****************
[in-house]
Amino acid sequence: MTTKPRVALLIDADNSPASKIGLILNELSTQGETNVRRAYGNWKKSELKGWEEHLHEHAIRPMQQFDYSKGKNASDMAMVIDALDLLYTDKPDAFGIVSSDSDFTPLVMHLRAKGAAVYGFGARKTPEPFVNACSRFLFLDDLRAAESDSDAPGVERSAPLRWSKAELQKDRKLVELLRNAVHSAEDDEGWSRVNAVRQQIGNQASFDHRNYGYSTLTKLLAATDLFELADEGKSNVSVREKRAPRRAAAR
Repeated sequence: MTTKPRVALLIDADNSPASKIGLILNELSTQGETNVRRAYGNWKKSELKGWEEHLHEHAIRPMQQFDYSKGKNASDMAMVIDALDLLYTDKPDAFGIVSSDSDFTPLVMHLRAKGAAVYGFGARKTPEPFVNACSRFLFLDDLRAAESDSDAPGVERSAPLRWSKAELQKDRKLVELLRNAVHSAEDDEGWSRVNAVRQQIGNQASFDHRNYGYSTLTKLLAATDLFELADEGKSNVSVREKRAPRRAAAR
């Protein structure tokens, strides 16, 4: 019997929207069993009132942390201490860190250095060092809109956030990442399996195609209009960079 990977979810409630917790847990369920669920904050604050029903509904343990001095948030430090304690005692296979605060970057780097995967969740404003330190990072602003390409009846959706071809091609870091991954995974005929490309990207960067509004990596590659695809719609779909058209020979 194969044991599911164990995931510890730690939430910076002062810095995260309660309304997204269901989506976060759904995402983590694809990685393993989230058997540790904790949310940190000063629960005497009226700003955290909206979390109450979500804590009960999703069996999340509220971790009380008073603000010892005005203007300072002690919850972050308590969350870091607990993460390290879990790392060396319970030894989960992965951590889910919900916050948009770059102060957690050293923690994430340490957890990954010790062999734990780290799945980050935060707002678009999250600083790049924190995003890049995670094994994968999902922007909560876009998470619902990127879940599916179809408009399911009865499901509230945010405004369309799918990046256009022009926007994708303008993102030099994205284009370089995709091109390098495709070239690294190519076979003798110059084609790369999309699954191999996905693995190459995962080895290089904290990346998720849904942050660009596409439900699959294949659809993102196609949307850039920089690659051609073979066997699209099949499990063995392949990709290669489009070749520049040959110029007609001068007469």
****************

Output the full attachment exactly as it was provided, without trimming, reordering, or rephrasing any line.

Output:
[in-house]
Amino acid sequence: MTTKPRVALLIDADNSPASKIGLILNELSTQGETNVRRAYGNWKKSELKGWEEHLHEHAIRPMQQFDYSKGKNASDMAMVIDALDLLYTDKPDAFGIVSSDSDFTPLVMHLRAKGAAVYGFGARKTPEPFVNACSRFLFLDDLRAAESDSDAPGVERSAPLRWSKAELQKDRKLVELLRNAVHSAEDDEGWSRVNAVRQQIGNQASFDHRNYGYSTLTKLLAATDLFELADEGKSNVSVREKRAPRRAAAR
Repeated sequence: MTTKPRVALLIDADNSPASKIGLILNELSTQGETNVRRAYGNWKKSELKGWEEHLHEHAIRPMQQFDYSKGKNASDMAMVIDALDLLYTDKPDAFGIVSSDSDFTPLVMHLRAKGAAVYGFGARKTPEPFVNACSRFLFLDDLRAAESDSDAPGVERSAPLRWSKAELQKDRKLVELLRNAVHSAEDDEGWSRVNAVRQQIGNQASFDHRNYGYSTLTKLLAATDLFELADEGKSNVSVREKRAPRRAAAR
């Protein structure tokens, strides 16, 4: 019997929207069993009132942390201490860190250095060092809109956030990442399996195609209009960079 990977979810409630917790847990369920669920904050604050029903509904343990001095948030430090304690005692296979605060970057780097995967969740404003330190990072602003390409009846959706071809091609870091991954995974005929490309990207960067509004990596590659695809719609779909058209020979 194969044991599911164990995931510890730690939430910076002062810095995260309660309304997204269901989506976060759904995402983590694809990685393993989230058997540790904790949310940190000063629960005497009226700003955290909206979390109450979500804590009960999703069996999340509220971790009380008073603000010892005005203007300072002690919850972050308590969350870091607990993460390290879990790392060396319970030894989960992965951590889910919900916050948009770059102060957690050293923690994430340490957890990954010790062999734990780290799945980050935060707002678009999250600083790049924190995003890049995670094994994968999902922007909560876009998470619902990127879940599916179809408009399911009865499901509230945010405004369309799918990046256009022009926007994708303008993102030099994205284009370089995709091109390098495709070239690294190519076979003798110059084609790369999309699954191999996905693995190459995962080895290089904290990346998720849904942050660009596409439900699959294949659809993102196609949307850039920089690659051609073979066997699209099949499990063995392949990709290669489009070749520049040959110029007609001068007469």